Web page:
In doing a bit of research on an unrelated subject, I came across an essay by Richard Carrier entitled Does the Christian Theism Advocated by J.P. Moreland Provide a Better Reason to be Moral than Secular Humanism? In this essay, Carrier claims that he refutes J.P. Moreland's position that Christianity provides a strong moral foundation for being moral -- a foundation that Moreland asserts atheism lacks.
Now, I found this essay to be interesting because I think that the moral argument for the existence of God is a pretty strong argument. I think that the argument that atheism has no foundational basis for morality is also quite compelling.
Now, before I am accused of saying something I haven't said, let me clarify: I am not saying that atheists cannot act morally. In fact, I have met some very moral atheists in my life. But there is a difference between acting moral and having a firm foundational philosophical basis for doing so.
Critiquing the Atheist Viewpoint
Atheists, as near as I can tell, believe that it is very noble to treat people morally and with respect (unless they are Christians which, in the eyes of many atheists, seems to be grounds for being extremely ill-mannered). But the question that arises is, in light of the Darwinian or Neo-Darwinian viewpoints regarding humanity, why should a person act morally towards another? After all, if human beings are merely the result of a combination of time and chance, there is no inherent value in another human life. Human life is simply the result of the processes of nature, and there is no difference between a human being and a cockroach in the greater scheme of the universe. If I can stamp out an unwanted cockroach without moral implications, why can't I kill another human being without concern for the moral implications?
Obviously, atheists don't believe human life is worthless -- they place value on human life. But that's different from having a philosophical system which holds that human life is, in and of itself, valuable regardless of what value I, as the observer, place on it. In other words, while someone could choose to assign value to human life, in atheistic thought there appears to be nothing foundational in their worldview to suppose that such value exists independently of the assignment of value by the atheist. Further, if the universe is the result of time and chance and there is no meaning behind it all, there appears to be no foundational basis for supposing that it is morally necessary to assign value to other human beings. In other words, if a person should choose to not assign value to another human being's life, then that is they are not violating some deeper universal morality in declining to assign such value.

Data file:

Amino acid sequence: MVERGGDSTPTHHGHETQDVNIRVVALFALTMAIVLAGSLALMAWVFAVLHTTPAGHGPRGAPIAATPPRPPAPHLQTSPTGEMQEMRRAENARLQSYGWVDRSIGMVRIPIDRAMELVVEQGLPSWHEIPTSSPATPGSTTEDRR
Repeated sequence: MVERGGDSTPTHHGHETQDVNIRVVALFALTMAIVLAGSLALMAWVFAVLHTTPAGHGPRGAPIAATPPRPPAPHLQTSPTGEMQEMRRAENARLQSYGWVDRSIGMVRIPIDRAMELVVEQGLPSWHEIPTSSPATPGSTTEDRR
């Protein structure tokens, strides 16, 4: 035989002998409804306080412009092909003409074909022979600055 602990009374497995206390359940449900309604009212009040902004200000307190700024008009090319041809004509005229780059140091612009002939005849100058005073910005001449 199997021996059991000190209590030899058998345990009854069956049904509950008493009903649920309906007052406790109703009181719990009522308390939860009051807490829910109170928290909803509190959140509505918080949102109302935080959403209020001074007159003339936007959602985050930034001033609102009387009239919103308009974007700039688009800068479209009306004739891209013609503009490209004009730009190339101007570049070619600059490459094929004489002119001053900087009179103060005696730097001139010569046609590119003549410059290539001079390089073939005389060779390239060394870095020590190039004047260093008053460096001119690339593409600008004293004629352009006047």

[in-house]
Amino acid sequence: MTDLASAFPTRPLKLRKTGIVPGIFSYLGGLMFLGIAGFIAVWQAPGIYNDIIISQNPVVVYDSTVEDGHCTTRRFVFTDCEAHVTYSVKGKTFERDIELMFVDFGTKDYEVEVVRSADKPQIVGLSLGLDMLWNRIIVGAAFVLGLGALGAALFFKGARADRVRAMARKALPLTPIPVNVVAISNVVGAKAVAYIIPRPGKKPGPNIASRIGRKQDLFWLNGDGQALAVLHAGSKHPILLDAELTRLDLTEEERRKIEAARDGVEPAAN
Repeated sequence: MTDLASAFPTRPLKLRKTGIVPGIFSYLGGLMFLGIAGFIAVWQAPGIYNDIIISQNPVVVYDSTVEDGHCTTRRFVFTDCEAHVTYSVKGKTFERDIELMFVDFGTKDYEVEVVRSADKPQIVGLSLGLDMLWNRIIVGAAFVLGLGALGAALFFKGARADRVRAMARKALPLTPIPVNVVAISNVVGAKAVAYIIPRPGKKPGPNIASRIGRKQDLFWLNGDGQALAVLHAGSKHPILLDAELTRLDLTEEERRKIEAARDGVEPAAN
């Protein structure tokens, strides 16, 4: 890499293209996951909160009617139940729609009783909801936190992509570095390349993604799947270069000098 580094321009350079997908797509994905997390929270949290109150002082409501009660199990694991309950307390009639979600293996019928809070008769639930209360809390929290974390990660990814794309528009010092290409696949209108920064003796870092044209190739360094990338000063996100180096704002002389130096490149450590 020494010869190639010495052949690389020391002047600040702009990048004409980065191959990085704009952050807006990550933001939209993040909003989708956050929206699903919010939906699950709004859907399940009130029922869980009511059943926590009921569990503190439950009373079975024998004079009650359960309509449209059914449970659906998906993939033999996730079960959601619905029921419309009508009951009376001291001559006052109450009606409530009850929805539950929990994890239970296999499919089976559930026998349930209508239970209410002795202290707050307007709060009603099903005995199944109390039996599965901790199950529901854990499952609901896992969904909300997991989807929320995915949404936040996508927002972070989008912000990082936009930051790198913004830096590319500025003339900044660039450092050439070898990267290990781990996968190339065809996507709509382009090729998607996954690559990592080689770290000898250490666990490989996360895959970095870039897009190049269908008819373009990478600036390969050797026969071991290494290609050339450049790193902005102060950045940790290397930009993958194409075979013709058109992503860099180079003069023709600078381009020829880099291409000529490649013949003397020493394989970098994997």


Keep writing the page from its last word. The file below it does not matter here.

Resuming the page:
As Moreland points out in his book, when an atheist (or humanist, the term used by Moreland) claims that human life has value, that value is not objective, but subjective.
When optimistic humanists say that life has meaning they do not mean that objective values or an objective point to life exists. Rather, they mean that life can be subjectively satisfying if we create values and live life for them. Why should I be moral? Because it will give me personal satisfaction to be moral.
It is not clear what it means to "create" values. What metaethical theory is involved here? Perhaps the optimistic humanist means that we should act as if real irreducible values exist. But this would merely be to live one's life in a self-induced delusion on the humanist's own views, so if this is what he means, then satisfaction comes from living a lie. Life would be a placebo effect.
Moreland, J.P., Scaling the Secular City: A Defense of Christianity (Baker Books: 1987), p. 121.
I think this is well-reasoned. The idea that value exists because we place value on something is a different sort of animal than the Christian view that human beings have value because they have been endowed by their creator with value. If value exists only because humans place value on other humans, then there is no reason to say that those who don't place such value on humanity are acting wrongly in any significant way. It is merely that they have chosen not to place value on humanity and it seems that there is no reason to claim that that decision is somehow morally deficient. In other words, if human life has value only because it is our decision to place that value in human beings and there is no inherent value in humanity, then on what basis can we say that others who don't choose to place value in humanity are acting immorally? To require them to do so would certainly seem to be of the same genre as "legislating morality" which the secularist in our society seem to find so utterly offensive.
Let me repeat: Do atheists act morally? Of course most of them do! It may even be true that more atheists than Christians act morally, but I am not addressing that issue in this post. However, simply acting morally does not mean that they have any strong philosophical foundation for doing so. To insist that people act morally, in an atheistic worldview, seems to be unwarranted on the most basic philosophical level.
Next time, I will set out Carrier's objection to what Moreland says, but unlike Carrier, I will try to provide context for what Moreland says based on Moreland's own words.